While Pinales agreed that "customer care" formed the basis of the indictment, he took issue with the idea that Warshak was guilty of money laundering, even with the concept's expanded definition under the USA PATRIOT Act to include any monies derived from a criminal enterprise that were deposited in a bank or financial institution.
"There have been some recent cases which require more than just that," Pinales explained. "You need to have stealth, you need to have issues of camouflage for money laundering, which my client didn't do. You don't hide money in your own name. I think there are issues on the principles of money laundering, there's issues of bank fraud when no bank suffered any losses, so there are major issues for appeal."
Pinales confirmed that the Warshaks will be appealing, and that the court will set a briefing schedule after it receives the notice of appeal sometime next week. Among the issues that will be raised will be some of the inflammatory language the Judge Spiegel used during sentencing to describe Steven Warshak's actions, as well as the severity of the sentence.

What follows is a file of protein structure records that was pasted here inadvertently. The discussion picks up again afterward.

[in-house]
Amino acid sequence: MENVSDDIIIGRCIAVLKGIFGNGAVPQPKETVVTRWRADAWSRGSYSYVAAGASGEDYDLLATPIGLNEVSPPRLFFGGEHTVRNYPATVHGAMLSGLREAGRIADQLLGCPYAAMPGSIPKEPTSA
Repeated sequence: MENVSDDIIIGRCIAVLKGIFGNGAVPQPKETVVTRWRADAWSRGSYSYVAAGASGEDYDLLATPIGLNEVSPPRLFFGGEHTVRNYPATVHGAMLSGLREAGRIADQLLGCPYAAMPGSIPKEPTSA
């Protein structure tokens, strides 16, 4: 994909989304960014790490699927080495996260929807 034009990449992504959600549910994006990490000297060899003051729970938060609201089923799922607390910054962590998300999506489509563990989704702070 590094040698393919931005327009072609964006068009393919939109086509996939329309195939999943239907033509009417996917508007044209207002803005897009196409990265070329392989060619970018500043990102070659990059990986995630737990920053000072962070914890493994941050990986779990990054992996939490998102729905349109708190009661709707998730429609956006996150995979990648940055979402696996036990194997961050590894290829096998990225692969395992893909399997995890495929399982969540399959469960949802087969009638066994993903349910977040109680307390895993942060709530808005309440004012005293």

"Proportionality is always an issue to be raised on appeal; proportionality with other case and proportionality within the same case," Pinales said. "The judge even stated on the record that no one lost their homes or life savings; that was part of his remarks. So the prison time and the forfeiture definitely seem out of proportion."
"Whether this case is going to survive appeal is another question," Pavel agreed. "The convictions will certainly stand. Whether the 25 year sentence and the $500 million will hold, I can't predict without a closer inspection of the transcript."